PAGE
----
Food inflation

Last Updated on Thursday, 25 January, 2024 at 10:44 am by Andre Camilleri

The issue of Food inflation and it being the primary reason for having overall inflation has been a major part of public discourse in the past days. So, I decided to analyse a bit more deeply the actual composition of the Retail Price Index to provide some insights as to what is actually happening.

 So as a starting point the overall annual RPI based inflation rate as at December 2023 stood at 3.6%. From this 3.6%, the food component within the RPI contributed 1.86% of the said 3.6%. At face value this would support the claim that food inflation is the main cause of the overall inflation, contributing to just over 50% of the overall 3.6% annual inflation.

However, digging deeper into the food component within RPI, one finds that out of 1.86% annual food inflation contributing to the overall inflation, there is 0.42% coming from served meals and take-aways. There is then a further 0.27% coming from Vegetables, a 0.16% coming from Fruits and a 0.102% coming from Biscuits. Adding all these together indicate that out of 1.86% annual food inflation contributing to the overall inflation, 0.95%, so just over half of the RPI based annual food inflation, is coming from the mentioned categories i.e. served meals, take aways, vegetables, fruits and biscuits. With the exception of biscuits, the rest of the categories have nothing or very little to do with food importers, as whilst we do import vegetables and fruits, here there is also an element of local produce which is also having an effect on prices.

From the remaining categories, the ones that left most impact on the RPI based food inflation where then Milk and Bread products.

From such a deeper analysis of the RPI, one sees another important element that is fuelling inflation. This is Rents. Rent costs are the 3rd item/category that had the highest percentage increase in prices during 2023 (+17%), only preceded by Vegetables (+30%) and Potatoes (+24%).   Rent costs have multiple ripple effects on other items which in turn effect inflation and it is likely that the increase in served meals and take aways is heavily impacted by the increase in rents. This besides the fact that rent costs also have a strong social impact. It is interesting, when one considers the heavy increase in building stock supply, mainly through apartments, that rent costs have continued to increase. This is likely linked to our present economic growth model which has continued to bring to Malta various foreign workers, thus still fuelling the demand for renting accommodation.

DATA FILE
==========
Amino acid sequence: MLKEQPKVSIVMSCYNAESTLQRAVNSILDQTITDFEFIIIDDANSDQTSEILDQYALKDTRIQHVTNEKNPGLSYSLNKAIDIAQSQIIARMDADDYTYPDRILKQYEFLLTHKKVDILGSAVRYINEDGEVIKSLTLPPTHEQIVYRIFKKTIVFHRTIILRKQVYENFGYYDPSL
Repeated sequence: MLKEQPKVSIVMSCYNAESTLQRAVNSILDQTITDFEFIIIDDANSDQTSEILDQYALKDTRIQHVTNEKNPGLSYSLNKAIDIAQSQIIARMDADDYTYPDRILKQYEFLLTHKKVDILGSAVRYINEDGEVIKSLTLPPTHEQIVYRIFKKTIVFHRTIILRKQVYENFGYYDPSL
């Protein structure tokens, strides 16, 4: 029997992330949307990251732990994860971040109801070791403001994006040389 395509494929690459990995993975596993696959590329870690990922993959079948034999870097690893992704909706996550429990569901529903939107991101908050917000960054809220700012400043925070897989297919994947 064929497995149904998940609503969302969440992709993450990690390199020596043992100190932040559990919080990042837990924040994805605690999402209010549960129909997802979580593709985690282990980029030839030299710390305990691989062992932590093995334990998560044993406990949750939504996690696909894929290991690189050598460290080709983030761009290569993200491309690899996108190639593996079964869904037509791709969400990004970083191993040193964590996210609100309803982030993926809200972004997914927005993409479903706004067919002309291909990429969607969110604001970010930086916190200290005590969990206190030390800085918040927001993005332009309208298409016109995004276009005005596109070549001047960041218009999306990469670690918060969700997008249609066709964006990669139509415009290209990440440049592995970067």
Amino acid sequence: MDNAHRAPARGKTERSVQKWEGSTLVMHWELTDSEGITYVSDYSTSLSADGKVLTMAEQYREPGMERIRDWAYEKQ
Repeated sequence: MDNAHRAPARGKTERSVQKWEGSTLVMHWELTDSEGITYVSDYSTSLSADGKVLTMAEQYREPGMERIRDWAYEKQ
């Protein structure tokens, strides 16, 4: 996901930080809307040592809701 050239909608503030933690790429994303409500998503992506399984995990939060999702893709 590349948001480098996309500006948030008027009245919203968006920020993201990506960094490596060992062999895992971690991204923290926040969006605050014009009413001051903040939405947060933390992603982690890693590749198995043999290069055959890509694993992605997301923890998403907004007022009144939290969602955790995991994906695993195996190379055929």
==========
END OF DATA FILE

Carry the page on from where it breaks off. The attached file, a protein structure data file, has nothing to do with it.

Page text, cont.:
All this resonates with the conclusion of a recent CBM Policy note entitled “The cost of inflation: How has the recent surge in inflation impacted lower-income households in Malta?”  which outlined that “Moreover, rent inflation has been very dynamic throughout 2022 and 2023, which has also contributed positively to the gap between the two groups. Indeed, since July 2023, this has overtaken food inflation as the main driver that explains the gap between lowest and highest income group inflation rate.”

Ultimately, in an economy everything is linked. Inflation cannot be tackled by just trying to do something, with dubious effectivity, on just a single sector. It requires a holistic approach, through policy decisions that tackle structural issues in our economy.  

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